precision and detail, helped to imbue his larger scale paintings with a delicacy
and lightness of touch. By the late 1980s, the Shoalhaven was the source of
inspiration for much of BOYD's work, but this did not result in the artist
abandoning his earlier imagery and themes. Exemplified by Bride on the
Shoalhaven, BOYD unites the mystical figure of the bride with the exquisite
In the painted
world of Arthur BOYD's imagining, "people are suspended between worlds, or
states of being, between the pitiless forces of nature and the god-like grace of
being human, between hostility and serenity, participation and voyeurism, love
and lust and so on" (B. Pearce, "Arthur BOYD", Australian Painters of the
Twentieth Century, Sydney, 2000, p.149).
BOYD moved with
his family to London late in 1959. There, his exposure to the works of Piero di
Cosimo and Titian broadened the artist's horizons, enabling him to tap into a
wellspring of mythological and symbolic currents that would continue to shape
his art for the rest of his life. This attraction to the mythological did not
distract BOYD from the course he had set as an artist during the previous thirty
years in Australia: rather, it would imbue much of his art from this time on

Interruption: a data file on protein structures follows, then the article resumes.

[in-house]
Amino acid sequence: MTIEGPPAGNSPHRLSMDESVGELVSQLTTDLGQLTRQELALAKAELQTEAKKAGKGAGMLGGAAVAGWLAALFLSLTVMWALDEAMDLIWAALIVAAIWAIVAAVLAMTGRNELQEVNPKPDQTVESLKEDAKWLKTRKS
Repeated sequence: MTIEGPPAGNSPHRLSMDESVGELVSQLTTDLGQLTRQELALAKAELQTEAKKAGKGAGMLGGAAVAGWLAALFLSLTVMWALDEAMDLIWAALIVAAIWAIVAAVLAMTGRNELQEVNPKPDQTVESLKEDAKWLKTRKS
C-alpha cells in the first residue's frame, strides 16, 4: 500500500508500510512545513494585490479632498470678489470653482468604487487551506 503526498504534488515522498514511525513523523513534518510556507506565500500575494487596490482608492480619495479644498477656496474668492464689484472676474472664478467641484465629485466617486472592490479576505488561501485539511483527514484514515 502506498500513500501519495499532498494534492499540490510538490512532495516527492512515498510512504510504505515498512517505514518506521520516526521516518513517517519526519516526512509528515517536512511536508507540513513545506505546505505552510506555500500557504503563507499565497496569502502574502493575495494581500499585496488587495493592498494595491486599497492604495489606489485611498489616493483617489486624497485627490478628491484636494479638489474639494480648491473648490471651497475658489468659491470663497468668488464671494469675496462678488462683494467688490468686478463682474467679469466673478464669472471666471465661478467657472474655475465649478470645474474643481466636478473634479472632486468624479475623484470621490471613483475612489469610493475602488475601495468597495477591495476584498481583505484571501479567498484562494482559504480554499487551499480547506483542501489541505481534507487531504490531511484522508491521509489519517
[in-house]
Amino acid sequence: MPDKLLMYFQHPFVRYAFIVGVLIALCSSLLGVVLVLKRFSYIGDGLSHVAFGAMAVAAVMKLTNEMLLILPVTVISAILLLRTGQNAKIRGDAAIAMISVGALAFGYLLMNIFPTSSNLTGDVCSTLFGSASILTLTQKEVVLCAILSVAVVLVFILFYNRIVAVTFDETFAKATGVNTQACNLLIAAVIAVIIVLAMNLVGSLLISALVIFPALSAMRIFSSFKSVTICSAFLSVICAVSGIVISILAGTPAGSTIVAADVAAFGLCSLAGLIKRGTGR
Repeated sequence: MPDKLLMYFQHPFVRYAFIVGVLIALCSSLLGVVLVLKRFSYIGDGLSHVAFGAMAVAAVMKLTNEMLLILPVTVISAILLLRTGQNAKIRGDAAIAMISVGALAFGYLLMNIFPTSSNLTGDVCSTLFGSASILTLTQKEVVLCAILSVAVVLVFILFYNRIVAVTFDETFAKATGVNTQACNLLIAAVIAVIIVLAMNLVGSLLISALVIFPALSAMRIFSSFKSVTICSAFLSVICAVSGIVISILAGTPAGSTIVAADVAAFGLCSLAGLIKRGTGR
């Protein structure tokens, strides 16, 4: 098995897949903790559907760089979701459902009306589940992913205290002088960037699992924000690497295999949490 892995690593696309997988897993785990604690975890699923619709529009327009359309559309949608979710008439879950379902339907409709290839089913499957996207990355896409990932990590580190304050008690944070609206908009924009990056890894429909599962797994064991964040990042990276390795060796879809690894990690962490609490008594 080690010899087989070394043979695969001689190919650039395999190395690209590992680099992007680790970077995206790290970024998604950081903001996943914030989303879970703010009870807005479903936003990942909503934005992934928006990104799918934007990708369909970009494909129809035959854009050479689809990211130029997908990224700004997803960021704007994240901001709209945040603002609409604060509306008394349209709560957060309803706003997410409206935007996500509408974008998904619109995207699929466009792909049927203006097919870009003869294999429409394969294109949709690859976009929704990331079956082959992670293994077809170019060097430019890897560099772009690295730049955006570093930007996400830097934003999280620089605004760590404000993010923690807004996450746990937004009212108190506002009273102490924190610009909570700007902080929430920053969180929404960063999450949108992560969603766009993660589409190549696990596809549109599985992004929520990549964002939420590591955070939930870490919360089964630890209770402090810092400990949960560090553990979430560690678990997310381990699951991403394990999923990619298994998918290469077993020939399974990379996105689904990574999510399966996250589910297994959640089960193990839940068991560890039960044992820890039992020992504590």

with a dramatic darkness and resonance.
Bride with her Lover exemplifies the artist's new-found expressiveness, taking
the theme of the Bride, which originated in the late 1950s as a symbol of his
horror at the living conditions of Aboriginal Australians, and transforming her
into a universal figure. In the case of Bride with her Lover, the universality
of the Bride seems, as in a related work Double Nude II "to have grown out of
the (ex-) half-caste lovers of 1960: bared of clothes as of the last vestiges of
the original 'story' the united lovers have turned into a 'joined figure' - to
use a BOYDian title- suggestive perhaps of the bisexual oneness of the platonic
myth, but stated with characteristic literalness. The spectrum of meaning may
run from love-death, the re-entering of an eternal cycle, to narcissistic doom."
(F. Philipp, Arthur BOYD, London, 1967, p.96).
The eternality of the scene is not only to be found in the symbiotic melding of
the two central figures, but also their dissolution into the surrounding
landscape. The groom's body is given substance only through his eyes, the
fingers of his left hand, and a swathe of black curls, highlighted with sweeps
of white paint, which tumble around his face. Otherwise, his body disappears
into the forest floor, made insubstantial below and hidden from above by the
bride's wedding gown and veil. Although given greater substance, the bride, too,
melds into the forest, white swathes of paint in her veil turning to the blue of
the background hill, her skirt dissolving into the trees on the left. A crow
observes the couple from a tree, a reminder again of the eternal cycle of love
Arthur BOYD visited the desert regions of Central Australia in 1951, he could